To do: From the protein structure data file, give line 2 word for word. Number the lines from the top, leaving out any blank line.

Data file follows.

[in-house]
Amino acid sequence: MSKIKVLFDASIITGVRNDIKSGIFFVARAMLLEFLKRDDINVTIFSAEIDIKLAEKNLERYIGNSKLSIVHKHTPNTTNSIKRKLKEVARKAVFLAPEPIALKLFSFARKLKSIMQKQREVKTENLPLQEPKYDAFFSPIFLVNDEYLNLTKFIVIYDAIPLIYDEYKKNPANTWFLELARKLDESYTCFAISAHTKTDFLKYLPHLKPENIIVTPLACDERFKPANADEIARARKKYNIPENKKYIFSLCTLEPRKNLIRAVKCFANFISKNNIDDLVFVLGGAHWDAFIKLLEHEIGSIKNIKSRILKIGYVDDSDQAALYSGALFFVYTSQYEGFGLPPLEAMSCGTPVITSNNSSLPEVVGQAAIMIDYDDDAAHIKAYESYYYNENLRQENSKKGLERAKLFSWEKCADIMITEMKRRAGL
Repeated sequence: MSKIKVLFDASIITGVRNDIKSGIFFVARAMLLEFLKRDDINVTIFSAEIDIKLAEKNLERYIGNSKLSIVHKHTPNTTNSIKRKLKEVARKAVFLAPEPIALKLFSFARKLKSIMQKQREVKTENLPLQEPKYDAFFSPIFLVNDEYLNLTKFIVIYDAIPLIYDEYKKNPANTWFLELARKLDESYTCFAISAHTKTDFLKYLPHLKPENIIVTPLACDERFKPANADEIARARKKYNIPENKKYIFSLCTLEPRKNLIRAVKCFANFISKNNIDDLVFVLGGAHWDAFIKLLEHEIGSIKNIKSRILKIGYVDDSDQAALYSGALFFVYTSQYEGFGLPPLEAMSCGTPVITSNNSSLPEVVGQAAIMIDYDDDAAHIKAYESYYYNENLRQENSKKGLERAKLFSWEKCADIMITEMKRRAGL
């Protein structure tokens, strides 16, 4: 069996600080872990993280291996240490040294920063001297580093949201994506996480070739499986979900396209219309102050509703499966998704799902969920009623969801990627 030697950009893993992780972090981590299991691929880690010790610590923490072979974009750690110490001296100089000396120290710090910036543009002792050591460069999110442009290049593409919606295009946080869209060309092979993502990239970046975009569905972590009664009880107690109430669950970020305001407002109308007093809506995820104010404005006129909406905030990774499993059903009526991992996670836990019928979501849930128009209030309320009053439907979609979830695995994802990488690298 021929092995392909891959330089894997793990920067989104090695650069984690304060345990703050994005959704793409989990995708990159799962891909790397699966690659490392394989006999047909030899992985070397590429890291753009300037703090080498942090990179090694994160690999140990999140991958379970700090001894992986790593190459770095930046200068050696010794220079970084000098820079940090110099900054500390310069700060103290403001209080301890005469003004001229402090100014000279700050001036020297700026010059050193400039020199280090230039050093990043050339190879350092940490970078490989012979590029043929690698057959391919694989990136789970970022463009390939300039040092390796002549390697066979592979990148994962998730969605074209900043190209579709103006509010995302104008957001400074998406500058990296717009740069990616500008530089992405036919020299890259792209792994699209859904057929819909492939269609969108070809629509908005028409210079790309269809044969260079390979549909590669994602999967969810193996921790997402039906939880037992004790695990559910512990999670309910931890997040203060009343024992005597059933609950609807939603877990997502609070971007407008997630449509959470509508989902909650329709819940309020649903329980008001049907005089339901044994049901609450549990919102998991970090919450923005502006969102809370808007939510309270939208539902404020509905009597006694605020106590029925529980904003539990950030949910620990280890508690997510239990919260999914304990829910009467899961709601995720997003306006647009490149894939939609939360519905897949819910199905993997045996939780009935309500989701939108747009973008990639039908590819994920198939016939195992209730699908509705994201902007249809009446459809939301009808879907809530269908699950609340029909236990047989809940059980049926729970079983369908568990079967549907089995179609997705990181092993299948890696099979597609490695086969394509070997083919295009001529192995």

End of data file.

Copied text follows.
Amino acid sequence: MSKIKVLFDASIITGVRNDIKSGIFFVARAMLLEFLKRDDINVTIFSAEIDIKLAEKNLERYIGNSKLSIVHKHTPNTTNSIKRKLKEVARKAVFLAPEPIALKLFSFARKLKSIMQKQREVKTENLPLQEPKYDAFFSPIFLVNDEYLNLTKFIVIYDAIPLIYDEYKKNPANTWFLELARKLDESYTCFAISAHTKTDFLKYLPHLKPENIIVTPLACDERFKPANADEIARARKKYNIPENKKYIFSLCTLEPRKNLIRAVKCFANFISKNNIDDLVFVLGGAHWDAFIKLLEHEIGSIKNIKSRILKIGYVDDSDQAALYSGALFFVYTSQYEGFGLPPLEAMSCGTPVITSNNSSLPEVVGQAAIMIDYDDDAAHIKAYESYYYNENLRQENSKKGLERAKLFSWEKCADIMITEMKRRAGL